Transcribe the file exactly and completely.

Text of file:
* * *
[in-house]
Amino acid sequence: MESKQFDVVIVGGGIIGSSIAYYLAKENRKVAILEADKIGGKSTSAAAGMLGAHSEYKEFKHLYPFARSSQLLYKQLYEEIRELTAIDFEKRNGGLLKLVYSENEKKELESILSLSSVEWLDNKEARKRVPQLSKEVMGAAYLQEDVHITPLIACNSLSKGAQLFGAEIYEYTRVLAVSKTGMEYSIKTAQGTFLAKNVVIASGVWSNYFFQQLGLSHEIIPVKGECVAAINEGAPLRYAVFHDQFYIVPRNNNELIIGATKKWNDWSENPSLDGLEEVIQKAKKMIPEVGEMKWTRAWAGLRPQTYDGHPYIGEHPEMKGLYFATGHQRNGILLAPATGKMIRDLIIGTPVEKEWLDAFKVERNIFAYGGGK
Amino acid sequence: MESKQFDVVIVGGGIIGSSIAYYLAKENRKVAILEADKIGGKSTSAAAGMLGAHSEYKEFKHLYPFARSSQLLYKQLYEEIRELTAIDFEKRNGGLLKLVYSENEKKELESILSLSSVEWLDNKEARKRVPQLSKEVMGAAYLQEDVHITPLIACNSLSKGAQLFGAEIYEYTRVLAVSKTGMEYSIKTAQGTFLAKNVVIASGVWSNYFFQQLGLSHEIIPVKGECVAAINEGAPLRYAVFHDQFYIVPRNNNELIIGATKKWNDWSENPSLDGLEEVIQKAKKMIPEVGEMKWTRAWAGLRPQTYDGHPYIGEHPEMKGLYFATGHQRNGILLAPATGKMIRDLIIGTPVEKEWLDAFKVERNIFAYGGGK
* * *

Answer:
[in-house]
Amino acid sequence: MESKQFDVVIVGGGIIGSSIAYYLAKENRKVAILEADKIGGKSTSAAAGMLGAHSEYKEFKHLYPFARSSQLLYKQLYEEIRELTAIDFEKRNGGLLKLVYSENEKKELESILSLSSVEWLDNKEARKRVPQLSKEVMGAAYLQEDVHITPLIACNSLSKGAQLFGAEIYEYTRVLAVSKTGMEYSIKTAQGTFLAKNVVIASGVWSNYFFQQLGLSHEIIPVKGECVAAINEGAPLRYAVFHDQFYIVPRNNNELIIGATKKWNDWSENPSLDGLEEVIQKAKKMIPEVGEMKWTRAWAGLRPQTYDGHPYIGEHPEMKGLYFATGHQRNGILLAPATGKMIRDLIIGTPVEKEWLDAFKVERNIFAYGGGK
Amino acid sequence: MESKQFDVVIVGGGIIGSSIAYYLAKENRKVAILEADKIGGKSTSAAAGMLGAHSEYKEFKHLYPFARSSQLLYKQLYEEIRELTAIDFEKRNGGLLKLVYSENEKKELESILSLSSVEWLDNKEARKRVPQLSKEVMGAAYLQEDVHITPLIACNSLSKGAQLFGAEIYEYTRVLAVSKTGMEYSIKTAQGTFLAKNVVIASGVWSNYFFQQLGLSHEIIPVKGECVAAINEGAPLRYAVFHDQFYIVPRNNNELIIGATKKWNDWSENPSLDGLEEVIQKAKKMIPEVGEMKWTRAWAGLRPQTYDGHPYIGEHPEMKGLYFATGHQRNGILLAPATGKMIRDLIIGTPVEKEWLDAFKVERNIFAYGGGK